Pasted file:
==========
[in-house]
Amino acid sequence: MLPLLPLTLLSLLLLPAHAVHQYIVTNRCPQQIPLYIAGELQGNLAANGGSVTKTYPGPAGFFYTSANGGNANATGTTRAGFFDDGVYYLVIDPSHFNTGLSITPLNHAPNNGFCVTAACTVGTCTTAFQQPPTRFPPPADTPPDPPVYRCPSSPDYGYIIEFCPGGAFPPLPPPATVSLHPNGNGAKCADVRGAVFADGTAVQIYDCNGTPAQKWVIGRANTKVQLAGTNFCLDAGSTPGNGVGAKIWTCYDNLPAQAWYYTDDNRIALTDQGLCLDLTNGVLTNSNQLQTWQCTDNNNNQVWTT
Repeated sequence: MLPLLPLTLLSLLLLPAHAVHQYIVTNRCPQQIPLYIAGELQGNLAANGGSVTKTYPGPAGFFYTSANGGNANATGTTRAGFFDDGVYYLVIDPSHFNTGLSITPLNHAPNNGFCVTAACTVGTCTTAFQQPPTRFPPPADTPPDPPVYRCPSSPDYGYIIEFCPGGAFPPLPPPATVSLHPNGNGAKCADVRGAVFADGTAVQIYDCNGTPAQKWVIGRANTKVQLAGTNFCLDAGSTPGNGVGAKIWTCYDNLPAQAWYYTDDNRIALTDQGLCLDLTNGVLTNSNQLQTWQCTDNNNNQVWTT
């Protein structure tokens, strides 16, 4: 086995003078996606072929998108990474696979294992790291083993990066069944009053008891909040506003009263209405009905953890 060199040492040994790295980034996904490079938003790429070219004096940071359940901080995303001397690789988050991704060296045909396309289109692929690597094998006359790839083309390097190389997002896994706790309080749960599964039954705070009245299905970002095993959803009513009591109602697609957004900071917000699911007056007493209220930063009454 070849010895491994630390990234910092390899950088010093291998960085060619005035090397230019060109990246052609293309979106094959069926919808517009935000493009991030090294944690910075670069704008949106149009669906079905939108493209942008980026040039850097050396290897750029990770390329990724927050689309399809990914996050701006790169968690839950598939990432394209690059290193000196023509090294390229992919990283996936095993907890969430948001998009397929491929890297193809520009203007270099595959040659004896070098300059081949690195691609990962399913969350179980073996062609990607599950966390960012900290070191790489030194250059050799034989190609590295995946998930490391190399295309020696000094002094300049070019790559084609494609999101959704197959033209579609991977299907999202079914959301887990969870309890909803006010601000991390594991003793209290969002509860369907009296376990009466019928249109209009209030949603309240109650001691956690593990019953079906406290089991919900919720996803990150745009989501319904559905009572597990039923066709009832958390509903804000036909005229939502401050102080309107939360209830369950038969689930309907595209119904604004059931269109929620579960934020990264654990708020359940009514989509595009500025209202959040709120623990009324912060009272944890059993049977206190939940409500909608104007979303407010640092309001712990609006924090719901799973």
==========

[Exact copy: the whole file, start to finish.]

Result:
[in-house]
Amino acid sequence: MLPLLPLTLLSLLLLPAHAVHQYIVTNRCPQQIPLYIAGELQGNLAANGGSVTKTYPGPAGFFYTSANGGNANATGTTRAGFFDDGVYYLVIDPSHFNTGLSITPLNHAPNNGFCVTAACTVGTCTTAFQQPPTRFPPPADTPPDPPVYRCPSSPDYGYIIEFCPGGAFPPLPPPATVSLHPNGNGAKCADVRGAVFADGTAVQIYDCNGTPAQKWVIGRANTKVQLAGTNFCLDAGSTPGNGVGAKIWTCYDNLPAQAWYYTDDNRIALTDQGLCLDLTNGVLTNSNQLQTWQCTDNNNNQVWTT
Repeated sequence: MLPLLPLTLLSLLLLPAHAVHQYIVTNRCPQQIPLYIAGELQGNLAANGGSVTKTYPGPAGFFYTSANGGNANATGTTRAGFFDDGVYYLVIDPSHFNTGLSITPLNHAPNNGFCVTAACTVGTCTTAFQQPPTRFPPPADTPPDPPVYRCPSSPDYGYIIEFCPGGAFPPLPPPATVSLHPNGNGAKCADVRGAVFADGTAVQIYDCNGTPAQKWVIGRANTKVQLAGTNFCLDAGSTPGNGVGAKIWTCYDNLPAQAWYYTDDNRIALTDQGLCLDLTNGVLTNSNQLQTWQCTDNNNNQVWTT
């Protein structure tokens, strides 16, 4: 086995003078996606072929998108990474696979294992790291083993990066069944009053008891909040506003009263209405009905953890 060199040492040994790295980034996904490079938003790429070219004096940071359940901080995303001397690789988050991704060296045909396309289109692929690597094998006359790839083309390097190389997002896994706790309080749960599964039954705070009245299905970002095993959803009513009591109602697609957004900071917000699911007056007493209220930063009454 070849010895491994630390990234910092390899950088010093291998960085060619005035090397230019060109990246052609293309979106094959069926919808517009935000493009991030090294944690910075670069704008949106149009669906079905939108493209942008980026040039850097050396290897750029990770390329990724927050689309399809990914996050701006790169968690839950598939990432394209690059290193000196023509090294390229992919990283996936095993907890969430948001998009397929491929890297193809520009203007270099595959040659004896070098300059081949690195691609990962399913969350179980073996062609990607599950966390960012900290070191790489030194250059050799034989190609590295995946998930490391190399295309020696000094002094300049070019790559084609494609999101959704197959033209579609991977299907999202079914959301887990969870309890909803006010601000991390594991003793209290969002509860369907009296376990009466019928249109209009209030949603309240109650001691956690593990019953079906406290089991919900919720996803990150745009989501319904559905009572597990039923066709009832958390509903804000036909005229939502401050102080309107939360209830369950038969689930309907595209119904604004059931269109929620579960934020990264654990708020359940009514989509595009500025209202959040709120623990009324912060009272944890059993049977206190939940409500909608104007979303407010640092309001712990609006924090719901799973």